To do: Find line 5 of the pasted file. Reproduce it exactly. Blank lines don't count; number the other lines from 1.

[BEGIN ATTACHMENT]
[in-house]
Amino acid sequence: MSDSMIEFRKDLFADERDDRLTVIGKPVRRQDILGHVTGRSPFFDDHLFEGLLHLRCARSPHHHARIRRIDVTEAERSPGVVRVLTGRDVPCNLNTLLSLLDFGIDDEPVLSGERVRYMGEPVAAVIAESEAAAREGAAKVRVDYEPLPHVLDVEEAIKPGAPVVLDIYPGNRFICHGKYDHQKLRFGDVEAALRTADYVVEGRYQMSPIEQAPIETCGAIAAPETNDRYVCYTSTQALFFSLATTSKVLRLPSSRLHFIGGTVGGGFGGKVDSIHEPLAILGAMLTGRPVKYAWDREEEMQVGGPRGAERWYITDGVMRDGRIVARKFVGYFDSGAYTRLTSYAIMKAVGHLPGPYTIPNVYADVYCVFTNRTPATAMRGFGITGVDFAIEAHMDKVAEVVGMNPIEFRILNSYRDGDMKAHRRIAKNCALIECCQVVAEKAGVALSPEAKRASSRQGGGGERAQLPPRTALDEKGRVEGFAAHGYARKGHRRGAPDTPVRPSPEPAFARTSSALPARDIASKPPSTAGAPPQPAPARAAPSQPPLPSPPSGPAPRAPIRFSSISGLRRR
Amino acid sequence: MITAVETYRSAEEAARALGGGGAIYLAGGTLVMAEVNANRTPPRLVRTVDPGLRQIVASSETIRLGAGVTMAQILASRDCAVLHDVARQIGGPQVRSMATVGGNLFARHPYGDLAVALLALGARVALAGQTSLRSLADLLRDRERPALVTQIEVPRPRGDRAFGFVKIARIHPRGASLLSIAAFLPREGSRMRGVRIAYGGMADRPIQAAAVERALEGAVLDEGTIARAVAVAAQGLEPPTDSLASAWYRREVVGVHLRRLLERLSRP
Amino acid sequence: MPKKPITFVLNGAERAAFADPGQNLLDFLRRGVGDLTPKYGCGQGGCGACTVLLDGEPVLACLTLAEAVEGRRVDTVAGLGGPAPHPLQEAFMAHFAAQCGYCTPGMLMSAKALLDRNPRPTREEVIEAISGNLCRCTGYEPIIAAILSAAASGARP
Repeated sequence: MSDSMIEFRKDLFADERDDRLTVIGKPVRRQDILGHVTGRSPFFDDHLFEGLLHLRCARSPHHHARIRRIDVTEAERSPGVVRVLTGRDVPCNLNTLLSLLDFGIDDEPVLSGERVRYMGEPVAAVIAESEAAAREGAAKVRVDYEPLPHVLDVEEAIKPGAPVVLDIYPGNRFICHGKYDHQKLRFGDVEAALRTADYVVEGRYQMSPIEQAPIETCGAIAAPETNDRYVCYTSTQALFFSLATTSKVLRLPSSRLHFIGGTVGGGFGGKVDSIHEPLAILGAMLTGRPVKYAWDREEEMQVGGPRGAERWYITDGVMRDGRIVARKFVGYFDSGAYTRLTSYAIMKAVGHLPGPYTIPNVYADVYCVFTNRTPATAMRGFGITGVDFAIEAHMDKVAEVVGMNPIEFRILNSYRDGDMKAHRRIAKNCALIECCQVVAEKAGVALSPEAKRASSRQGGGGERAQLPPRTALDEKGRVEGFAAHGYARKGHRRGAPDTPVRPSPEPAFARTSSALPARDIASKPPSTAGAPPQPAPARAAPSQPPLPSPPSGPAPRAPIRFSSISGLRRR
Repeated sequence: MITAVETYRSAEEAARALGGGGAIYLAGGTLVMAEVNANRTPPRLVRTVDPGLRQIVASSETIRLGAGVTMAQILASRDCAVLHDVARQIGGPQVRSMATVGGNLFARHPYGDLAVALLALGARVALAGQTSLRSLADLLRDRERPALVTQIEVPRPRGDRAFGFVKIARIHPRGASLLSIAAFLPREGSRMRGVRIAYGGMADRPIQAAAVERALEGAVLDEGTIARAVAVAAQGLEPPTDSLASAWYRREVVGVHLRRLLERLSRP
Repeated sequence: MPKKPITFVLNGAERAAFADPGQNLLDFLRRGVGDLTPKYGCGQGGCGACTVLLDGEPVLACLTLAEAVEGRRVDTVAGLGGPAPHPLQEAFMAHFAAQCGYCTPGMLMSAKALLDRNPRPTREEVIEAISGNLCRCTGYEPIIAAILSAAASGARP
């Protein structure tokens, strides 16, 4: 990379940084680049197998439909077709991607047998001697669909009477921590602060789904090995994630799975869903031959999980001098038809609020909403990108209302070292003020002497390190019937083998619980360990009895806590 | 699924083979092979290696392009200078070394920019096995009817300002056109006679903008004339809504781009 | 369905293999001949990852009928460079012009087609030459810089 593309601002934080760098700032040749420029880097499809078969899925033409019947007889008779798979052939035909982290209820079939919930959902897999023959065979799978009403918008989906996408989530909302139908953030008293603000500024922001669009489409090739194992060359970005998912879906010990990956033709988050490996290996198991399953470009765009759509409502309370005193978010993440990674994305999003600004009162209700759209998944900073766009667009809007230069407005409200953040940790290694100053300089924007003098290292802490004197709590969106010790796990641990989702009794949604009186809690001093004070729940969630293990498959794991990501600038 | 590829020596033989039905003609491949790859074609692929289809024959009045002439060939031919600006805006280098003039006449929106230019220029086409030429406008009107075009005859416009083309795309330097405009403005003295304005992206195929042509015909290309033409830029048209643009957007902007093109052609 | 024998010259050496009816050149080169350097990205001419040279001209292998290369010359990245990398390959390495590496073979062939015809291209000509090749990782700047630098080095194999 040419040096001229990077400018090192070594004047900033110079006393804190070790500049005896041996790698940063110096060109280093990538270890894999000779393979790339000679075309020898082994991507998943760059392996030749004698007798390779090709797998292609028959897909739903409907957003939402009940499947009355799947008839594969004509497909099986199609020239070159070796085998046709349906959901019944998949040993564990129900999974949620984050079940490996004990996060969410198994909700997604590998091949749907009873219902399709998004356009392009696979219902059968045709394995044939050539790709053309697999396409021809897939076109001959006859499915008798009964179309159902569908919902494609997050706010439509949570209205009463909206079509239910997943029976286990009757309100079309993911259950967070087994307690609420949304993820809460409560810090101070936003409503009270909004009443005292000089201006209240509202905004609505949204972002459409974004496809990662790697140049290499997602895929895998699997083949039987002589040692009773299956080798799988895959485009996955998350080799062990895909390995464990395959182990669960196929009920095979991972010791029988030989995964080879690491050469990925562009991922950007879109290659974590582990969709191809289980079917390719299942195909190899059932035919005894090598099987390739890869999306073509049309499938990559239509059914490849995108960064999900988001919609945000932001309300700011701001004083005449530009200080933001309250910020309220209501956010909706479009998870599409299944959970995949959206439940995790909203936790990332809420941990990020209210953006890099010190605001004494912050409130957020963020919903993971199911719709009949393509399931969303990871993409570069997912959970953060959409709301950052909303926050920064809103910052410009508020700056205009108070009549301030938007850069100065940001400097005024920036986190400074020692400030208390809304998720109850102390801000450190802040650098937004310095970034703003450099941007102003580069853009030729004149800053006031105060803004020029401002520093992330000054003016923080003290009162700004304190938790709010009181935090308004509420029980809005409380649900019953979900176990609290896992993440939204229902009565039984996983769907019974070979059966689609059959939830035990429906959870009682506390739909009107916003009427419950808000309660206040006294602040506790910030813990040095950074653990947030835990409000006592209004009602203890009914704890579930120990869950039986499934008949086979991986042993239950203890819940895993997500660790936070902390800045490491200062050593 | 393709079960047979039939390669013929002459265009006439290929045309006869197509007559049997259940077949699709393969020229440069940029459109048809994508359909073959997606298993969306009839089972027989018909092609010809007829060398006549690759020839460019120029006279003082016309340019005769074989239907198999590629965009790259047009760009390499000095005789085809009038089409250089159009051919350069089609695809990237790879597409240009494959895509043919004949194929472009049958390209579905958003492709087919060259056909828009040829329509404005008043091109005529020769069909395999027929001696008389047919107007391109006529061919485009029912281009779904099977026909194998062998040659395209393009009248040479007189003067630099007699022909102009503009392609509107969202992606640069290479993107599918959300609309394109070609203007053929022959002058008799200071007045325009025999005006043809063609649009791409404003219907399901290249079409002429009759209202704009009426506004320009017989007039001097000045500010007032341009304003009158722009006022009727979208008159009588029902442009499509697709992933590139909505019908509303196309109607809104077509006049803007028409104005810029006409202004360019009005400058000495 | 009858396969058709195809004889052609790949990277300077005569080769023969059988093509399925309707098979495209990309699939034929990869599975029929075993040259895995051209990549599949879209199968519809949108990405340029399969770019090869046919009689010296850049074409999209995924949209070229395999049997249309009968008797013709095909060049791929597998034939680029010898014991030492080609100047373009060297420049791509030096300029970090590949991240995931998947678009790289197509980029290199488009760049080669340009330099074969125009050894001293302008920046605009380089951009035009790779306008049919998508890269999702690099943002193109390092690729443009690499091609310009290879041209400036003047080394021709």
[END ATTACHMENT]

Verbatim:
Repeated sequence: MSDSMIEFRKDLFADERDDRLTVIGKPVRRQDILGHVTGRSPFFDDHLFEGLLHLRCARSPHHHARIRRIDVTEAERSPGVVRVLTGRDVPCNLNTLLSLLDFGIDDEPVLSGERVRYMGEPVAAVIAESEAAAREGAAKVRVDYEPLPHVLDVEEAIKPGAPVVLDIYPGNRFICHGKYDHQKLRFGDVEAALRTADYVVEGRYQMSPIEQAPIETCGAIAAPETNDRYVCYTSTQALFFSLATTSKVLRLPSSRLHFIGGTVGGGFGGKVDSIHEPLAILGAMLTGRPVKYAWDREEEMQVGGPRGAERWYITDGVMRDGRIVARKFVGYFDSGAYTRLTSYAIMKAVGHLPGPYTIPNVYADVYCVFTNRTPATAMRGFGITGVDFAIEAHMDKVAEVVGMNPIEFRILNSYRDGDMKAHRRIAKNCALIECCQVVAEKAGVALSPEAKRASSRQGGGGERAQLPPRTALDEKGRVEGFAAHGYARKGHRRGAPDTPVRPSPEPAFARTSSALPARDIASKPPSTAGAPPQPAPARAAPSQPPLPSPPSGPAPRAPIRFSSISGLRRR